Friday 26 August 6 pm Presbyterian Community Centre, Tenby St. $5 admission.

MacDiarmid Institute for Advanced materials and Nanotechnology – Regional Lecture Series.

Dr. Duncan McGillivray, School of Chemical Sciences, University of Auckland.
Dr. Natalie Plank, School of Chemical and Physical Sciences, Victoria University of Wellington.

For over 200,000 years humans used stone hand adzes, and the design hardly changed. It seems homo sapiens sapiens is by nature conservative. But eventually, some stone age entrepreneur attached a wooden shaft to the adze, multiplying its power, and no doubt vastly reducing mortality rates among hunters.

We define the periods of civilisation by the dominant material of the age: stone, bronze, iron. In the last two centuries, our cities have been raised to astounding heights with steel and reinforced concrete. We communicate between those cities at the speed of light, thanks to silicon – the second most abundant element in the Earth’s crust. And our consumer world is throw-away plastic.

What comes next, now that nanotechnologists are creating new materials from the atoms up, and are able to copy nature’s self-assembling architecture? Are we entering The Great Graphene Age? We are ourselves walking miracles of carbon construction.

Get the big picture from the nanotechnologists and materials scientists from the MacDiarmid Institute, a national centre of research excellence.

Duncan McGillivray
Duncan McGillivray is a Senior Lecturer at the University of Auckland who trained in neutron and X-ray scattering in the UK and USA, before returning to set-up a research group in New Zealand. His undergraduate was at the University of Auckland and the Australian National University, and he completed his doctorate at Oxford University looking at surfactant structures using neutrons. Later he served a post-doctoral fellowship at Johns Hopkins and Carnegie Mellon Universities, jointly with the NIST Center for Neutron Research, developing a biomimetic membrane system and investigating protein-membrane interactions.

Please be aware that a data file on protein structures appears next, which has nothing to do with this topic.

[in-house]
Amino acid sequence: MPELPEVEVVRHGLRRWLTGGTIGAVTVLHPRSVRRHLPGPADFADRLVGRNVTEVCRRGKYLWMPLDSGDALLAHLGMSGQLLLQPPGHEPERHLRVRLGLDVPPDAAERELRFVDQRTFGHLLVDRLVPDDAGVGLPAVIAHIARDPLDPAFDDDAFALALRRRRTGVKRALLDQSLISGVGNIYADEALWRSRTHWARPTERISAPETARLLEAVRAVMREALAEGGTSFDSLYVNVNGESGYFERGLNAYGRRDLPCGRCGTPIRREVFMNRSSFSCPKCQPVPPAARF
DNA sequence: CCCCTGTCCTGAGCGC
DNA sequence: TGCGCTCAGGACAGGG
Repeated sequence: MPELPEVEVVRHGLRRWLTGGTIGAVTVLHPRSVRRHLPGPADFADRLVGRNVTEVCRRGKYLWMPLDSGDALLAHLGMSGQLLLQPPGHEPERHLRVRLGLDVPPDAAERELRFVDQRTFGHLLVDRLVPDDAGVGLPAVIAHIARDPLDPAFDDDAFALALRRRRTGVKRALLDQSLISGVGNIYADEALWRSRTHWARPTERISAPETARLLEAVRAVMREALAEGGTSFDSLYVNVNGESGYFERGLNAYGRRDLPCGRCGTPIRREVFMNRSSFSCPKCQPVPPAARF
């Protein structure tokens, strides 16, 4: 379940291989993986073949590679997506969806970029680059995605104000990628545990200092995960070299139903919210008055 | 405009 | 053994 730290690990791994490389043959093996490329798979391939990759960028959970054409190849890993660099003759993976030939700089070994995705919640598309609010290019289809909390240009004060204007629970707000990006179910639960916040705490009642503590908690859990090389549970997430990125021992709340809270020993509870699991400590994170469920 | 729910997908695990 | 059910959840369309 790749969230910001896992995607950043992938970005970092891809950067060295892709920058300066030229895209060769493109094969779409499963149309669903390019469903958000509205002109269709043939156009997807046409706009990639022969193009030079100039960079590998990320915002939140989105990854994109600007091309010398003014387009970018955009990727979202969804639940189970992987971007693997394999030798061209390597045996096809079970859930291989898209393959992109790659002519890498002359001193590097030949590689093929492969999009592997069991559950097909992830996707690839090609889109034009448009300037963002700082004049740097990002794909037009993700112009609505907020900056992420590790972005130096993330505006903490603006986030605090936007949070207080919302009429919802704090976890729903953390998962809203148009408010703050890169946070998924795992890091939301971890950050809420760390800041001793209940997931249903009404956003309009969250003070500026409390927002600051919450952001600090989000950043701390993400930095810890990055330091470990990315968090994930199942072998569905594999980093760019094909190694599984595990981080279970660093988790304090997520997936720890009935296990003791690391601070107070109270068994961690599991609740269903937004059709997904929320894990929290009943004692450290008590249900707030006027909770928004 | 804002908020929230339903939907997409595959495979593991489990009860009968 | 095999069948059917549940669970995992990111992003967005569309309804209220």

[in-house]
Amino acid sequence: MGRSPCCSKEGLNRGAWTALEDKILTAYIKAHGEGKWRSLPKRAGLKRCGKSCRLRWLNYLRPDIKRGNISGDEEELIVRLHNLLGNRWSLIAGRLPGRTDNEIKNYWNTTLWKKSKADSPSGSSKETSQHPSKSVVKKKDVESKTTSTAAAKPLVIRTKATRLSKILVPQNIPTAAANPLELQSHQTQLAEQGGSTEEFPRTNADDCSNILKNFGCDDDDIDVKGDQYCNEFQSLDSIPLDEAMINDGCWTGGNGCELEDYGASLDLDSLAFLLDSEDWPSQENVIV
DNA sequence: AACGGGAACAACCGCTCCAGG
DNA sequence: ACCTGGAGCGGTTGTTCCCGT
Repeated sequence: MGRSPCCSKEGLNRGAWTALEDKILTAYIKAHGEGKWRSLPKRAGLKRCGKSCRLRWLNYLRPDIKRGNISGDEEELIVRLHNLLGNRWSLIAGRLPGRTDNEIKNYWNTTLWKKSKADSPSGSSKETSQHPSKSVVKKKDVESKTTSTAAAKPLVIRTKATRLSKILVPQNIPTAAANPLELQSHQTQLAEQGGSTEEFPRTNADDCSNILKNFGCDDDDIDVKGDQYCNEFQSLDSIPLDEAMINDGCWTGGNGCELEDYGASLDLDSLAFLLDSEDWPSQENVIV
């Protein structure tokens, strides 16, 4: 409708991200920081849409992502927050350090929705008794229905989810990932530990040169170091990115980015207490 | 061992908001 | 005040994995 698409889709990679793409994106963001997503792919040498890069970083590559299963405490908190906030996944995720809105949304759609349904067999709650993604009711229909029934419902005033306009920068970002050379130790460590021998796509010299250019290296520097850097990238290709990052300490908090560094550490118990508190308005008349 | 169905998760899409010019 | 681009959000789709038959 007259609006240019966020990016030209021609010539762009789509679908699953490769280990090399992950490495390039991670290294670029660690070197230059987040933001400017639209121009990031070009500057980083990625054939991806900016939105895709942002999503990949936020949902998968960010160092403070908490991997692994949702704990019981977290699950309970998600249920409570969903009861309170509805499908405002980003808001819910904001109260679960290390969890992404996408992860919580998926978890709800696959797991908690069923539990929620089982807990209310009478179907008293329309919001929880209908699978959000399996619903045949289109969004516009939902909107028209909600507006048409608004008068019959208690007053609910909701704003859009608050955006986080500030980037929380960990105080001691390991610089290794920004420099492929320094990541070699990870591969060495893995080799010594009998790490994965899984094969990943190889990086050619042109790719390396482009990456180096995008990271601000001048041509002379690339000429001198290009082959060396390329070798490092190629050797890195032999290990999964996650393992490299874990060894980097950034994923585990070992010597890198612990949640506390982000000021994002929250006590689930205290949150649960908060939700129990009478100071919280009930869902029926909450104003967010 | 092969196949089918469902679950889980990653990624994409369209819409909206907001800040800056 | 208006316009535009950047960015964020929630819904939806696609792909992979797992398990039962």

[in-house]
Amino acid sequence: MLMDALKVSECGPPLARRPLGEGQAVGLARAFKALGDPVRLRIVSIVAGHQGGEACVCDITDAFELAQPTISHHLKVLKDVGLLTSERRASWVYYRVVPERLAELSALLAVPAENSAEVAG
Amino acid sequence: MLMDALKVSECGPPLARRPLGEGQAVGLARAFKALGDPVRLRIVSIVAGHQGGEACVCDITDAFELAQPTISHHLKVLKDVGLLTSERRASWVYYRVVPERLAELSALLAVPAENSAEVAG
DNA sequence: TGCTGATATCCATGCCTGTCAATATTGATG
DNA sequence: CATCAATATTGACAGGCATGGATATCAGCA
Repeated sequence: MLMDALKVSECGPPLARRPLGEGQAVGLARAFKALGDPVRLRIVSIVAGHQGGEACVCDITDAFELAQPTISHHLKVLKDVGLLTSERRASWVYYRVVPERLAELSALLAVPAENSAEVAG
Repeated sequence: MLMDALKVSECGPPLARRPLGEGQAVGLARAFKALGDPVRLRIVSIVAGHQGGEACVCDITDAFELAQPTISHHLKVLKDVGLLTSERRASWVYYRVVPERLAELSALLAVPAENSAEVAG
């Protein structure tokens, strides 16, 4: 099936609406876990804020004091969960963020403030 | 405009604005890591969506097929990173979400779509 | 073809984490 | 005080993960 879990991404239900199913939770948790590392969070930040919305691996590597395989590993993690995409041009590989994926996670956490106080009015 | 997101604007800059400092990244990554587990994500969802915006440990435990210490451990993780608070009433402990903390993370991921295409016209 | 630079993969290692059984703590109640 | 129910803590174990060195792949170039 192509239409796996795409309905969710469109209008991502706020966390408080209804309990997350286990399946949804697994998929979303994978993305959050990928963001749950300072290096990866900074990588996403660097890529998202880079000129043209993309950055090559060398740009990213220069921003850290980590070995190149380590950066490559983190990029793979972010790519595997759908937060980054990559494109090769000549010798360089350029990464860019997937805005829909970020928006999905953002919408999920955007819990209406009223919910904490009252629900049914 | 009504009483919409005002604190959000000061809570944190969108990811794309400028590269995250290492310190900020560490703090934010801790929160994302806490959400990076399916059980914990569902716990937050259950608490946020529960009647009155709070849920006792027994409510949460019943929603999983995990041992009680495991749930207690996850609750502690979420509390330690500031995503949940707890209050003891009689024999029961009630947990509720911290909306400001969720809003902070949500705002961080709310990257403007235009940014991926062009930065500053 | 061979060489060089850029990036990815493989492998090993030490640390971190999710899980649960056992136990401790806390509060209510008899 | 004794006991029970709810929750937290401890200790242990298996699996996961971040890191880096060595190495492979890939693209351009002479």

Duncan’s current research is focused on understanding the physical bases of biological interactions at surfaces, particularly through investigating the structure of complex non-crystalline protein systems (including membrane proteins and protein colloids), primarily making use of the Australian Synchrotron and the OPAL Research Reactor in Sydney.

Natalie Plank
Dr Natalie Plank is a Lecturer in Physics in the School of Chemical and Physical Sciences at Victoria University of Wellington. Natalie completed a BSc (Hons) in Astrophysics at The University of Edinburgh before doing an MSc in Microelectronics. She then completed her PhD on the functionalisation of carbon nanotubes for molecular electronics with Rebecca Cheung also at The University of Edinburgh.

Natalie’s research interests are in the area of nanomaterial device fabrication and the characterisation of novel materials. Her current work focuses on nanomaterial device platforms for sensing technology. She is interested in carbon nanotubes and ZnO nanowires for nanowire transistor applications and in particular the ability to functionalise the nanomaterial channels with specific biomarkers. Natalie’s core interests are in low cost fabrication techniques which allow for high throughput of devices whilst maintaining the particular material properties of the unique nanowire system. This has been particularly important for device fabrication for both carbon nanotubes and ZnO nanowire transistors, where flexible electronics have huge potential. See the full publications list for more details.